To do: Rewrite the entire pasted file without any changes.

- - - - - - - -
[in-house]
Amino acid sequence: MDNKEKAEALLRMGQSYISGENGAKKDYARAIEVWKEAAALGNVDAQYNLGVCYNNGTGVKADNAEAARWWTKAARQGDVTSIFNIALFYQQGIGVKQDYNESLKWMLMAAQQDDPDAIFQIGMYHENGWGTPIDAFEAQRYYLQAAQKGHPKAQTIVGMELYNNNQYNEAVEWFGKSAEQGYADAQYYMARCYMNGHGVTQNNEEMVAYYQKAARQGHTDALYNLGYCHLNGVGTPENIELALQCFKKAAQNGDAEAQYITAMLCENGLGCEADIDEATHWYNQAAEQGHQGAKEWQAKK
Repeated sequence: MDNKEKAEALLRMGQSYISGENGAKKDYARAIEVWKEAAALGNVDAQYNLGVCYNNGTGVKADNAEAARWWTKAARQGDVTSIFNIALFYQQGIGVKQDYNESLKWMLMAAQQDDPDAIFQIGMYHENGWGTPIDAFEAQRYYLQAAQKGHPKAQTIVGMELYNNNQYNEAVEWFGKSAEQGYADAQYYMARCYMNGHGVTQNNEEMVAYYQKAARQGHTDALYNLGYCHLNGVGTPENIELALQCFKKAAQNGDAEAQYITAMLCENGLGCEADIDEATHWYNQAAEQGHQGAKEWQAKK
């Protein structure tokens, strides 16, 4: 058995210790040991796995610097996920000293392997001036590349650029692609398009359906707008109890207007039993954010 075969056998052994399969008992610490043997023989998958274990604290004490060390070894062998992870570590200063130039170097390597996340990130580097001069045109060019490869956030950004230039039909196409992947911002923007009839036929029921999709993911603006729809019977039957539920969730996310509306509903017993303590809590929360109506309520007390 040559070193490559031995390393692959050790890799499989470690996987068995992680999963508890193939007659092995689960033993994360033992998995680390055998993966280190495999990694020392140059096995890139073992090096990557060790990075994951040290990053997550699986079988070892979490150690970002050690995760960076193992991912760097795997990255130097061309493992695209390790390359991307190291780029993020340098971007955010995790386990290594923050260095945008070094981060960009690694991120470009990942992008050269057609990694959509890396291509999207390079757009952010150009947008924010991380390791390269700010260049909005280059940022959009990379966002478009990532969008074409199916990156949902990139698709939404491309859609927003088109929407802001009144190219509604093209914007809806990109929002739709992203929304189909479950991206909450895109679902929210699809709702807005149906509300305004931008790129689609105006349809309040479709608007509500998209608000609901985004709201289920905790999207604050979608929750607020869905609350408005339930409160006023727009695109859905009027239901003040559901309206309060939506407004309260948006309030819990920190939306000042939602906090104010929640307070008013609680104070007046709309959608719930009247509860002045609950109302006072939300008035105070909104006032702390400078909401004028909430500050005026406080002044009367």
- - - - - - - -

[in-house]
Amino acid sequence: MDNKEKAEALLRMGQSYISGENGAKKDYARAIEVWKEAAALGNVDAQYNLGVCYNNGTGVKADNAEAARWWTKAARQGDVTSIFNIALFYQQGIGVKQDYNESLKWMLMAAQQDDPDAIFQIGMYHENGWGTPIDAFEAQRYYLQAAQKGHPKAQTIVGMELYNNNQYNEAVEWFGKSAEQGYADAQYYMARCYMNGHGVTQNNEEMVAYYQKAARQGHTDALYNLGYCHLNGVGTPENIELALQCFKKAAQNGDAEAQYITAMLCENGLGCEADIDEATHWYNQAAEQGHQGAKEWQAKK
Repeated sequence: MDNKEKAEALLRMGQSYISGENGAKKDYARAIEVWKEAAALGNVDAQYNLGVCYNNGTGVKADNAEAARWWTKAARQGDVTSIFNIALFYQQGIGVKQDYNESLKWMLMAAQQDDPDAIFQIGMYHENGWGTPIDAFEAQRYYLQAAQKGHPKAQTIVGMELYNNNQYNEAVEWFGKSAEQGYADAQYYMARCYMNGHGVTQNNEEMVAYYQKAARQGHTDALYNLGYCHLNGVGTPENIELALQCFKKAAQNGDAEAQYITAMLCENGLGCEADIDEATHWYNQAAEQGHQGAKEWQAKK
């Protein structure tokens, strides 16, 4: 058995210790040991796995610097996920000293392997001036590349650029692609398009359906707008109890207007039993954010 075969056998052994399969008992610490043997023989998958274990604290004490060390070894062998992870570590200063130039170097390597996340990130580097001069045109060019490869956030950004230039039909196409992947911002923007009839036929029921999709993911603006729809019977039957539920969730996310509306509903017993303590809590929360109506309520007390 040559070193490559031995390393692959050790890799499989470690996987068995992680999963508890193939007659092995689960033993994360033992998995680390055998993966280190495999990694020392140059096995890139073992090096990557060790990075994951040290990053997550699986079988070892979490150690970002050690995760960076193992991912760097795997990255130097061309493992695209390790390359991307190291780029993020340098971007955010995790386990290594923050260095945008070094981060960009690694991120470009990942992008050269057609990694959509890396291509999207390079757009952010150009947008924010991380390791390269700010260049909005280059940022959009990379966002478009990532969008074409199916990156949902990139698709939404491309859609927003088109929407802001009144190219509604093209914007809806990109929002739709992203929304189909479950991206909450895109679902929210699809709702807005149906509300305004931008790129689609105006349809309040479709608007509500998209608000609901985004709201289920905790999207604050979608929750607020869905609350408005339930409160006023727009695109859905009027239901003040559901309206309060939506407004309260948006309030819990920190939306000042939602906090104010929640307070008013609680104070007046709309959608719930009247509860002045609950109302006072939300008035105070909104006032702390400078909401004028909430500050005026406080002044009367």